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Business Role changing?

One interesting trend that I have seen among BR projects is the more active involvement of business vs technical people.  The newest aspect of this involvement is that business (vs IT) people want to get started in identifying those business problems or opportunities that may be addressed by BR management and how they can plan and scope the feasibility of doing so, prior to engaging IT.  Sometimes the reasons are that the IT resources for assisting in this regard are scarce and sometimes the reasons are that the business resources want to initiate BR projects first, prior to going for IT budget money.  Has anyone else experienced this?  If so, what kind of training do the business people need in order to do the scoping and feasibility of *starting* a BR project?  What role should IT play in this start-up phase?

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Neal McWhorter

Barb,

We've also seen a shift to the business more often leading the business rules charge instead of IT. Overall it's a good thing. It can be a bit tricky though because Business Rules don't exist in isolation. Generally we find that we have to look at more than just the business rules aspect of an initiative. Just implementing business rules won't necessarily create any business value. It's understanding how the benefits of business rules can be applied appropriately to the appropriate situations that produces value for an organization.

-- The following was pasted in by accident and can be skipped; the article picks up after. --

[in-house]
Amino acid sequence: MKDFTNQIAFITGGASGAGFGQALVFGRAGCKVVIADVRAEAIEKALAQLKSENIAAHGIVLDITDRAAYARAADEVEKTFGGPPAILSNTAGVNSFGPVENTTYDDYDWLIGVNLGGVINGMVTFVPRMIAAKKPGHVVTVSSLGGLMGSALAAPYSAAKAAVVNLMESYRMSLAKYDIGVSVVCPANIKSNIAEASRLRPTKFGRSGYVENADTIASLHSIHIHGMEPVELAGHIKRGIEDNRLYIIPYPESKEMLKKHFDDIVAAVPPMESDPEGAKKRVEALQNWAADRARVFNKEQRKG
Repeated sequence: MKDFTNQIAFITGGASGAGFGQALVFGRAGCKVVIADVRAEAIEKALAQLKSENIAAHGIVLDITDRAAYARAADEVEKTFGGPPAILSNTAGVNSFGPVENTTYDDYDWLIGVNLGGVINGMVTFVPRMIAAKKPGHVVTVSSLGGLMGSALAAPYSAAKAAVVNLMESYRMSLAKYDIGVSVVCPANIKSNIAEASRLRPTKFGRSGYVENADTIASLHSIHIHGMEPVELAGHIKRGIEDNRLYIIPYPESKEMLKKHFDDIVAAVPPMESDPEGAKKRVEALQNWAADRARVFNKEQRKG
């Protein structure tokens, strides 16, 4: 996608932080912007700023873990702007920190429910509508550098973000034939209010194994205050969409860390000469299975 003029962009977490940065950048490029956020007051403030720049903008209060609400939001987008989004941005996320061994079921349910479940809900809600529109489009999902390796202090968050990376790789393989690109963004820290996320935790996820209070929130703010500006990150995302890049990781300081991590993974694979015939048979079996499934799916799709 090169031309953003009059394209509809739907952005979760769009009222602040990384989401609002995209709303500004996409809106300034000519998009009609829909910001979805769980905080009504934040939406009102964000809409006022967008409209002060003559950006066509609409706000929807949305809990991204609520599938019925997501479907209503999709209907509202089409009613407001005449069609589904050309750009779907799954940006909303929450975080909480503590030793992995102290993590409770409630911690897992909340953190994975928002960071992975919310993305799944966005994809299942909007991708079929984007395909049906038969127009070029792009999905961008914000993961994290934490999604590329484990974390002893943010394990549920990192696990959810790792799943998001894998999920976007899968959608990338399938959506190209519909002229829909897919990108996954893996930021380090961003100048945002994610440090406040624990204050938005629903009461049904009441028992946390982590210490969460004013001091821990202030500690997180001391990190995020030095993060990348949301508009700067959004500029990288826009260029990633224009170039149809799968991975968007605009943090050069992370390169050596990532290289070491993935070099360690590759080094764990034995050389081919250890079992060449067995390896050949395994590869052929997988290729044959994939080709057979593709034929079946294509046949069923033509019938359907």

What I believe we're seeing is the emerging awareness of the need for business engineering. In the manufacturing industry they'd call this product engineering and the difference is really that the former is about delivering services as a product and the latter is about delivering goods as a product. In the manufacturing model, the product designers get feedback from the manufacturing designers to make sure products are able to be produced efficiently and with quality. That model makes sense in the business engineering arena too but current practice is that the business delivers requirements that merely constrain and partially specify what the solution should look like. Imagine if consumer electronics companies were to develop rough designs and sketches and then leave the final definition of the product to the manufacturing design group. We've seen some products that look like they were designed this way and the results aren't pretty!

Business rules are typically the most accessible aspect of business engineering because they're where the most change happens in organizations. But if the goal is that the business be able to specify the complete services design and that IT behaves like the manufacturing design group then some fundamental change has to happen in the business / IT relationship. It means that the business concepts must be represented as real elements in the IT solution so that business rules, business processes and the business entities that underlie them are exposed as concepts that the business can directly maintain. It becomes IT's responsibility to provide underlying services that make these concepts execute resiliently, quickly and efficiently. After all, that's the role of manufacturing design.

Anu Sripada